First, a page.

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Women Execs Boost Company Profits, Study Finds
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kstaron
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kstaron,
User Rank: Ninja
2/19/2016 | 5:05:12 PM
Re: women executives
I wonder how much of the pay gap is based on the maternity leave some women take when starting a family. As the study noted paternity leave, which means the woman can re-enter the workforce faster or have more support while re-entering slowly seemed to have a huge effect. It means women execs can get more years in to get to a higher paying more powerful position. Has anyone seen studies that differentiate women's pay based on if they took time out of their work career to raise a family or not?
Broadway0474
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Broadway0474,
User Rank: Ninja
2/17/2016 | 11:12:57 PM
Re: women executives
David, you might be stretching the connection between Germany, Japan and WWII. They both have militaristic streaks in their culture, and perhaps very strong tendencies when it comes to bowing to authority. One of my favorite memories as a young adult was traveling to Germany and jaywalking --- those folks will not cross the street unless the little white man on the lamp tells them to! But do those tendencies equate to extreme gender bias, even misogyny?
David Wagner
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David Wagner,
User Rank: Strategist
2/17/2016 | 11:19:34 AM
Re: women executives
@Broadway- Right. I'm not sure why that happened. It is obviously out of the scope of the study to break it down by country. Perhaps it is strange echo from World War II since Japan and Germany both have this problem? That's total speculation, but perhaps the social and economic realities that allowed women into the workforce were different back that far and we still see it today? Or maybe I just picked up on a coincidence.
Broadway0474
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Broadway0474,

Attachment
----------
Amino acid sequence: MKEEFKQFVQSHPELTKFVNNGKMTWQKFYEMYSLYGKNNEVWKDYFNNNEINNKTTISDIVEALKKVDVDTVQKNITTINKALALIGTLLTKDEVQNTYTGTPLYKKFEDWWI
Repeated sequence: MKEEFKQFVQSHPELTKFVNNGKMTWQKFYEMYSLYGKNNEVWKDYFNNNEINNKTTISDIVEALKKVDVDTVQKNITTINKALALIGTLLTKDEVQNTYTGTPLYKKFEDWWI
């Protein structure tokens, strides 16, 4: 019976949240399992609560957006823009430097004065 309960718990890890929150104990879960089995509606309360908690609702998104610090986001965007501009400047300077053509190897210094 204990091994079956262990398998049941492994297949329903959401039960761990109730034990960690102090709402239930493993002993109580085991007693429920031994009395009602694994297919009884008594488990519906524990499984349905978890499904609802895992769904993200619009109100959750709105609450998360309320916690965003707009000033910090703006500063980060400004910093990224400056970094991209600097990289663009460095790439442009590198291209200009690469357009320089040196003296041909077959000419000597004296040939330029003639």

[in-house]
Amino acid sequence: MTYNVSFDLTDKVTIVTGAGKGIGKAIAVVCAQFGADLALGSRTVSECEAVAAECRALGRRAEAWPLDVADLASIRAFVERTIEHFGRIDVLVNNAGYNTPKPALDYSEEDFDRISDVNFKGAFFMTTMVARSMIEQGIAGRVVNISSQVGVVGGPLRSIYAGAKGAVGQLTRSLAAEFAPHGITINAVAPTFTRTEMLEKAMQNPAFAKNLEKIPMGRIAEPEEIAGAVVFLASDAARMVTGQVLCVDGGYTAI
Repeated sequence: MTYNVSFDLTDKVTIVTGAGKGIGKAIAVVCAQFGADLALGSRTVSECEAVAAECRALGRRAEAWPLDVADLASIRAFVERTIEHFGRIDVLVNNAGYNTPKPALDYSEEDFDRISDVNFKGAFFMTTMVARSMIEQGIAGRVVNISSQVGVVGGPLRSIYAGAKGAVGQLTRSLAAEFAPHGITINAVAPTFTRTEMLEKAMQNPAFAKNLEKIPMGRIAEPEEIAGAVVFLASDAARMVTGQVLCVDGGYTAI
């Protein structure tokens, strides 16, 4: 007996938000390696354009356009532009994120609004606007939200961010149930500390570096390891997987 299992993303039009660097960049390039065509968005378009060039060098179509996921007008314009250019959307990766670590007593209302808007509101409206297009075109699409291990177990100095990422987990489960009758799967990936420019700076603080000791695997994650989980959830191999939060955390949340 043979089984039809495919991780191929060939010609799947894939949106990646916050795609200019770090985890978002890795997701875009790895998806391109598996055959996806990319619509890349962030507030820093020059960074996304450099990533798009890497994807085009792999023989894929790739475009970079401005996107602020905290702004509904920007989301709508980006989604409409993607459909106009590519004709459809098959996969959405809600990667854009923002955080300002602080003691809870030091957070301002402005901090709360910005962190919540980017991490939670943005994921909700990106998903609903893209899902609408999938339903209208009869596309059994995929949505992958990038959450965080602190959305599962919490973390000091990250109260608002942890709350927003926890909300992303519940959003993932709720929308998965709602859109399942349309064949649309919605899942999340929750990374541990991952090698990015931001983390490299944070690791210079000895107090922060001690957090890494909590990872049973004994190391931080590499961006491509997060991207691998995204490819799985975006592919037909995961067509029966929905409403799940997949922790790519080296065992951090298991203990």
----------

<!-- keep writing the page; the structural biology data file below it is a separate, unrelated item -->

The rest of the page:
User Rank: Ninja
2/16/2016 | 11:36:15 PM
Re: women executives
David, no one would argue with you that more progress needs to be made in the US. No doubt that Europe would be the place that would put us to shame --- as it does in many other categories (healthcare, quality of life, etc.). But Germany? I am surprised that Germany isn't more enlightened on the female corporate leadership issue. Wow!
David Wagner
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David Wagner,
User Rank: Strategist
2/16/2016 | 2:42:21 PM
Re: women executives
@jastroff- There is always more work to do. The authors hope to broaden the study and hope to track change over time. That would hopefully lead to more cause and effect answers. The current scope of the study is just not broad enough for that.
David Wagner
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David Wagner,
User Rank: Strategist
2/16/2016 | 2:40:43 PM
Re: women executives
@Broadway- Well, it depends on how you measure progress. The US is well behind most European countries in terms of female executives and board memebers. Though there exceptions (Germany, for example). 

When compared outside of Europe, the US is better, but not as good as you'd think. Japan is probably the worst when it comes to female executives and board members. It is so bad there that they have mad "womenomics" a part of theit economic strategy. They are making active efforts to encourage more female leadership.

But really, if you check out some of the charts in the paper attached you can see our numbers really aren't impressive globally. 
Brian.Dean
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Brian.Dean,
User Rank: Ninja
2/15/2016 | 11:06:30 AM
Re: women executives
You are right. According to the World Bank, in certain regions of South Asia the proportion of population that completed grade 5 was 67.2% for males and 46.7 for females. The future will reflect these proportions in the work force and entrepreneurial activities -- it is a vicious circle. Nevertheless, MOOCs might be able to break the circle. 
Broadway0474
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Broadway0474,
User Rank: Ninja
2/15/2016 | 8:58:12 AM
Re: One possible explanation
@technocrati, aren't you swinging the stereotypes the other way now? Certainly not all men are unreasonable, and not all women are reasonable. No matter diverse your leadership, you still have to pick good leaders.
Broadway0474
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Broadway0474,
User Rank: Ninja
2/15/2016 | 8:35:49 AM
Re: women executives
Internationally, I would think the hopes of progress are far dimmer. The US is still pretty progressive for diversity and gender issues in the workplace versus most other regions, no?
Brian.Dean
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Brian.Dean,
User Rank: Ninja
2/15/2016 | 4:50:06 AM
Re: women executives
If the labor force increases then, the economy produces a higher level of output. Overtime, the pay gap will decrease because individuals will gain experience and/or education that are in greater demand in the workplace. I wonder if it will take a very long time for this to play out in a global setting.
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